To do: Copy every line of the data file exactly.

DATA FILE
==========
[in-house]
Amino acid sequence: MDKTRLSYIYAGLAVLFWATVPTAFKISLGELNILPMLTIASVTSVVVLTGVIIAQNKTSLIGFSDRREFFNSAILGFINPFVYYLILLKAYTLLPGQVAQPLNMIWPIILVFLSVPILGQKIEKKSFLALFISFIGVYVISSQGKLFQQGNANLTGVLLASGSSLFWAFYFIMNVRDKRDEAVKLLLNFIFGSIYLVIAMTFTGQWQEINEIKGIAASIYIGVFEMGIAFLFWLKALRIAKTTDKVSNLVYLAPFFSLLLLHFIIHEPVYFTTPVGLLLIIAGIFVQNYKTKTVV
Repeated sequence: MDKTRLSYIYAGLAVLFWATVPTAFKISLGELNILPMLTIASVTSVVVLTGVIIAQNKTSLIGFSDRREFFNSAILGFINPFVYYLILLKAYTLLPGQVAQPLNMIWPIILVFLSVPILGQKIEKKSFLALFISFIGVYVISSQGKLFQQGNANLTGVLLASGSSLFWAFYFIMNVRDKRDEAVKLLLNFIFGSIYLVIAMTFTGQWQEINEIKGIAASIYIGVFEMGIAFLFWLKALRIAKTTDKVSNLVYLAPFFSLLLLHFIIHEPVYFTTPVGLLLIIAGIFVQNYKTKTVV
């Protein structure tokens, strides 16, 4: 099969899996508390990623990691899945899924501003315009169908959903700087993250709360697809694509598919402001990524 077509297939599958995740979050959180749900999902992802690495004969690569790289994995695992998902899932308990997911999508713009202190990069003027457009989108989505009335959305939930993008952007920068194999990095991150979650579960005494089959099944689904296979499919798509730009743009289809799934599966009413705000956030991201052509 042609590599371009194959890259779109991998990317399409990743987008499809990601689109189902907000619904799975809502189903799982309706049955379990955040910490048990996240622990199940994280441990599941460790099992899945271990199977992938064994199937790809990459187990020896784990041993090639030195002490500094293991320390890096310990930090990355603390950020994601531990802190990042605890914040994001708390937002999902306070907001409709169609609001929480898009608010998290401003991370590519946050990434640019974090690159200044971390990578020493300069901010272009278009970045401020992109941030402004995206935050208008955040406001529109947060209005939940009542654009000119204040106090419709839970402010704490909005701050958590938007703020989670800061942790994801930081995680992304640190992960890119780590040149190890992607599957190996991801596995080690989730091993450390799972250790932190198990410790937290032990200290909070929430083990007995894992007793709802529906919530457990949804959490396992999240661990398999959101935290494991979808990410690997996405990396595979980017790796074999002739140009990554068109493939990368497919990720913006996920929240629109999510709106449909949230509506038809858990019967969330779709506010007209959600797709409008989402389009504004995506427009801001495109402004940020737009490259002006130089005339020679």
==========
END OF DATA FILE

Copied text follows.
[in-house]
Amino acid sequence: MDKTRLSYIYAGLAVLFWATVPTAFKISLGELNILPMLTIASVTSVVVLTGVIIAQNKTSLIGFSDRREFFNSAILGFINPFVYYLILLKAYTLLPGQVAQPLNMIWPIILVFLSVPILGQKIEKKSFLALFISFIGVYVISSQGKLFQQGNANLTGVLLASGSSLFWAFYFIMNVRDKRDEAVKLLLNFIFGSIYLVIAMTFTGQWQEINEIKGIAASIYIGVFEMGIAFLFWLKALRIAKTTDKVSNLVYLAPFFSLLLLHFIIHEPVYFTTPVGLLLIIAGIFVQNYKTKTVV
Repeated sequence: MDKTRLSYIYAGLAVLFWATVPTAFKISLGELNILPMLTIASVTSVVVLTGVIIAQNKTSLIGFSDRREFFNSAILGFINPFVYYLILLKAYTLLPGQVAQPLNMIWPIILVFLSVPILGQKIEKKSFLALFISFIGVYVISSQGKLFQQGNANLTGVLLASGSSLFWAFYFIMNVRDKRDEAVKLLLNFIFGSIYLVIAMTFTGQWQEINEIKGIAASIYIGVFEMGIAFLFWLKALRIAKTTDKVSNLVYLAPFFSLLLLHFIIHEPVYFTTPVGLLLIIAGIFVQNYKTKTVV
């Protein structure tokens, strides 16, 4: 099969899996508390990623990691899945899924501003315009169908959903700087993250709360697809694509598919402001990524 077509297939599958995740979050959180749900999902992802690495004969690569790289994995695992998902899932308990997911999508713009202190990069003027457009989108989505009335959305939930993008952007920068194999990095991150979650579960005494089959099944689904296979499919798509730009743009289809799934599966009413705000956030991201052509 042609590599371009194959890259779109991998990317399409990743987008499809990601689109189902907000619904799975809502189903799982309706049955379990955040910490048990996240622990199940994280441990599941460790099992899945271990199977992938064994199937790809990459187990020896784990041993090639030195002490500094293991320390890096310990930090990355603390950020994601531990802190990042605890914040994001708390937002999902306070907001409709169609609001929480898009608010998290401003991370590519946050990434640019974090690159200044971390990578020493300069901010272009278009970045401020992109941030402004995206935050208008955040406001529109947060209005939940009542654009000119204040106090419709839970402010704490909005701050958590938007703020989670800061942790994801930081995680992304640190992960890119780590040149190890992607599957190996991801596995080690989730091993450390799972250790932190198990410790937290032990200290909070929430083990007995894992007793709802529906919530457990949804959490396992999240661990398999959101935290494991979808990410690997996405990396595979980017790796074999002739140009990554068109493939990368497919990720913006996920929240629109999510709106449909949230509506038809858990019967969330779709506010007209959600797709409008989402389009504004995506427009801001495109402004940020737009490259002006130089005339020679």